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Do You Look Like the Typical Bankrupt Canadian?

Of course no one can tell just by looking at you if you’re going to go bankrupt at some point in your life. But bankruptcy trustees Hoyes, Michalos & Associates just searched through hundreds of bankruptcy filings from 2011 and 2012 to try and determine what the typical bankrupt Canadian looks like, and what groups are in the most danger for going bankrupt.

According to their findings, the typical bankrupt Canadian is a 43-year-old man with over $61,000 in debt. That’s close to three times the national average of non-mortgage debt per Canadian, which currently sits at $18,000. These findings differ slightly from the same study that was done back in 2009. Then it showed the typical bankrupt Canadian was 41 years old, still male, and that they owed two per cent less at that time.

But males in their 40s shouldn’t panic just yet. They aren’t actually even the group that’s most troublesome. That would be the group of those aged 50 to 59, who have racked up enormous amounts of debt along the way. Ted Michalos, a trustee with the bankruptcy firm, says that with credit cards, unsecured lines of credit, and personal loans, this group averages more than $84,000 in debt – a huge warning sign for those in this group that are carrying that much.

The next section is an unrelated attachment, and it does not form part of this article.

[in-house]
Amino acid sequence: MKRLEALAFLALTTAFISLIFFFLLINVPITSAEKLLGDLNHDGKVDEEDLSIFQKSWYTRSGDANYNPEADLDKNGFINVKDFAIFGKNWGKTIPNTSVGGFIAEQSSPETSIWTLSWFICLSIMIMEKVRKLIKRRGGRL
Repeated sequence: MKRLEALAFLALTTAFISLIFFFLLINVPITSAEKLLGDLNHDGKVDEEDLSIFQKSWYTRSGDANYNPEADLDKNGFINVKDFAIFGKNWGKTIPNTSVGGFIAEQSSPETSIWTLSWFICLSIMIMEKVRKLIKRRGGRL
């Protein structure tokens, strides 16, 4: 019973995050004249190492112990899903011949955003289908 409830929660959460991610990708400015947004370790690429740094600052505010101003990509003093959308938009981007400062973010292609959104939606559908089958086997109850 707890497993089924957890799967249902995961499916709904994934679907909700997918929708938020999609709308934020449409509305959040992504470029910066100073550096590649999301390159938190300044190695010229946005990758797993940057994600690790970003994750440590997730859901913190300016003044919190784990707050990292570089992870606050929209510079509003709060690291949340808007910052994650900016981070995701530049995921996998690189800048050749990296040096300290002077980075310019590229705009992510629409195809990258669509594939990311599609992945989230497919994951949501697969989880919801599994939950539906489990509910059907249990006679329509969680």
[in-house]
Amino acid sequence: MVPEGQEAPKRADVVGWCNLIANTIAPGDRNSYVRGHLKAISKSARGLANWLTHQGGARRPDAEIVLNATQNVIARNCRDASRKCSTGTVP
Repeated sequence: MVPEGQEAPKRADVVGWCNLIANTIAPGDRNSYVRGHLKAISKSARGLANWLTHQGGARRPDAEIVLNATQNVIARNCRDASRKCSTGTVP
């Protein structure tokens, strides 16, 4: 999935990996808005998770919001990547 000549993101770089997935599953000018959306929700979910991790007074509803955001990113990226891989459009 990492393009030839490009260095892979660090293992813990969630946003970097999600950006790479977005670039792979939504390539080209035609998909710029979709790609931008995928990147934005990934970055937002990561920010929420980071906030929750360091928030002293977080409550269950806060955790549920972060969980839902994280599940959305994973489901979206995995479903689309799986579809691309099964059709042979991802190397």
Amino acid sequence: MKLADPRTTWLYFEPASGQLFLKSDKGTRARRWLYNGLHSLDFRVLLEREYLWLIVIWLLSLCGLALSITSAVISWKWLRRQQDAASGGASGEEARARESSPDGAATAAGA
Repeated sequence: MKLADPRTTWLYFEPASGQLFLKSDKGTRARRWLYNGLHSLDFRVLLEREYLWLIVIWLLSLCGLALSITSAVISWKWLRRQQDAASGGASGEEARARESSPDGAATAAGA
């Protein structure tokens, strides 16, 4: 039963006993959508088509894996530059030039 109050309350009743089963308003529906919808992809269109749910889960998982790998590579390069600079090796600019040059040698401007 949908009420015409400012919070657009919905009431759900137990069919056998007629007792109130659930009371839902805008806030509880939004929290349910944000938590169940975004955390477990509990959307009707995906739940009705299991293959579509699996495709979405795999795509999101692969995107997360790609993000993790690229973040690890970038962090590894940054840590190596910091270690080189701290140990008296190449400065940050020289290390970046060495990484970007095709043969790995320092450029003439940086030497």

“The most at risk group are ‘pre-retirement debtors,’” he says. “At a time in their lives when they should be rapidly paying down their debt, their financial burden continues to grow.”

Perhaps those in this group are at greater risk because financial life is simply harder for them. While 81 per cent were working, they earned less than those one age group down from them – the 40 to 49 year olds – and many of those in their 50s had at least one dependent living with them, and a home that still has a sizable mortgage on it.

“They are squeezed from all sides,” says Douglas Hoyes, a bankruptcy trustee with the firm. “They are often supporting both older children and aging parents, making debt payments, and may also be dealing with medical expenses for themselves or family members.”

And the picture doesn’t get any better for those in this group. Among those who filed for bankruptcy, their average debt-to-income ratios were way past the 165 per cent national average, which is already too high. For those aged 50 to 59, their debt-to-income ratios sat at nearly double that, 297 per cent. The average debt-to-income ratio in the overall survey for all groups was 215 per cent.

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